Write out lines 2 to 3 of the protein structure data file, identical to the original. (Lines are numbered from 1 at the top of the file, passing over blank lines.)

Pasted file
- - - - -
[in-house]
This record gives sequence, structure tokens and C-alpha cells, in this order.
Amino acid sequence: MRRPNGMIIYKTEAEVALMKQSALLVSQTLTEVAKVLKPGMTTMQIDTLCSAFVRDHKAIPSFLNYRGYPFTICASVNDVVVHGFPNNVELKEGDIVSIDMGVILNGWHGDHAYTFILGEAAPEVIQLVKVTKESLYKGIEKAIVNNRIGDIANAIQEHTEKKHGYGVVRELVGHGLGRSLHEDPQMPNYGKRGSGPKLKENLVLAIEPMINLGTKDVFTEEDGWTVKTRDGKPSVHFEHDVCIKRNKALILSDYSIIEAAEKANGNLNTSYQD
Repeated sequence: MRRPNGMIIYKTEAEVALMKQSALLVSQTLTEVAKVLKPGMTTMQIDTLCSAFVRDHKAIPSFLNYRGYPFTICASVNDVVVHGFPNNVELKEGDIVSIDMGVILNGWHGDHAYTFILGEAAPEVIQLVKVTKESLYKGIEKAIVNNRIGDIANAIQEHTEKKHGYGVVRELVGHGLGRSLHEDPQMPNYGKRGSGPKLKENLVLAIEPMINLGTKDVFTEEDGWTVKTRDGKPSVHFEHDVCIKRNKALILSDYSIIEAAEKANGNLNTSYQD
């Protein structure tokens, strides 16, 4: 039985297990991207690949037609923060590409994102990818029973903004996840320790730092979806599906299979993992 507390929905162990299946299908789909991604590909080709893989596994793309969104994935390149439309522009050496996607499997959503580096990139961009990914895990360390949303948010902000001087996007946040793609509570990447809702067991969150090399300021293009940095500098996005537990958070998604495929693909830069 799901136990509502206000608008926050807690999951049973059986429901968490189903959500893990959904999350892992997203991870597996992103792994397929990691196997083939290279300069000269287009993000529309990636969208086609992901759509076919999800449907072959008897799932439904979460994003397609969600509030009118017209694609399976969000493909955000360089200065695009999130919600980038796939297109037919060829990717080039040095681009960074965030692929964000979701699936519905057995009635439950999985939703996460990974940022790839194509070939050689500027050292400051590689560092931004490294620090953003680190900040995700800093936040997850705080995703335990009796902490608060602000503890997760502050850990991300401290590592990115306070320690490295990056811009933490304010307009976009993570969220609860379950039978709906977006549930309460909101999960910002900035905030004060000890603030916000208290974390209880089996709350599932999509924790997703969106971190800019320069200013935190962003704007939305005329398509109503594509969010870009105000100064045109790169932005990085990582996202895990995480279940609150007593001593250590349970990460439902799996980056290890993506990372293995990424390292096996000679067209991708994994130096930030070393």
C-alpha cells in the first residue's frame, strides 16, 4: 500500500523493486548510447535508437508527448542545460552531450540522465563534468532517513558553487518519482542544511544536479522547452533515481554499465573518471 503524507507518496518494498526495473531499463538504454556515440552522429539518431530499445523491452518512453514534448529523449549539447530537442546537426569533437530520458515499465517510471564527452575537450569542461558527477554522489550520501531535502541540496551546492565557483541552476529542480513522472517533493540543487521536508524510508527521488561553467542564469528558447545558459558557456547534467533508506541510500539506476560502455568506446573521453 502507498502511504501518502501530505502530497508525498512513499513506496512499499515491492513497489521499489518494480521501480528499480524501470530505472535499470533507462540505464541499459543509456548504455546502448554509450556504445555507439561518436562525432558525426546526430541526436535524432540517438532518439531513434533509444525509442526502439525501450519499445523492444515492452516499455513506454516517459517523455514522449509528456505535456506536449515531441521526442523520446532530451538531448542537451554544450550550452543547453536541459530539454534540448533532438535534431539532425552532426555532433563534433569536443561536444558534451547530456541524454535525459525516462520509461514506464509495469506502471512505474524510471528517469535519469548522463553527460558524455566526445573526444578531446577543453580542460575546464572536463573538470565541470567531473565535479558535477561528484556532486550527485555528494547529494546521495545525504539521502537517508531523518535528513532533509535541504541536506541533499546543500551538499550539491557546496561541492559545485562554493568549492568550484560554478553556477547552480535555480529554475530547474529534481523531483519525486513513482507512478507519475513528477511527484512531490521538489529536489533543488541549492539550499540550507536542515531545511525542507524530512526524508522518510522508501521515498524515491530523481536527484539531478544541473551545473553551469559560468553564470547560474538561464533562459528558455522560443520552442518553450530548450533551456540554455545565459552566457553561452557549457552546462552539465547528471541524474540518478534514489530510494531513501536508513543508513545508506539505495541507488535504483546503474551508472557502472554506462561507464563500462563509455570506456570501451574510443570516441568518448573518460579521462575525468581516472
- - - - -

This record gives sequence, structure tokens and C-alpha cells, in this order.
Amino acid sequence: MRRPNGMIIYKTEAEVALMKQSALLVSQTLTEVAKVLKPGMTTMQIDTLCSAFVRDHKAIPSFLNYRGYPFTICASVNDVVVHGFPNNVELKEGDIVSIDMGVILNGWHGDHAYTFILGEAAPEVIQLVKVTKESLYKGIEKAIVNNRIGDIANAIQEHTEKKHGYGVVRELVGHGLGRSLHEDPQMPNYGKRGSGPKLKENLVLAIEPMINLGTKDVFTEEDGWTVKTRDGKPSVHFEHDVCIKRNKALILSDYSIIEAAEKANGNLNTSYQD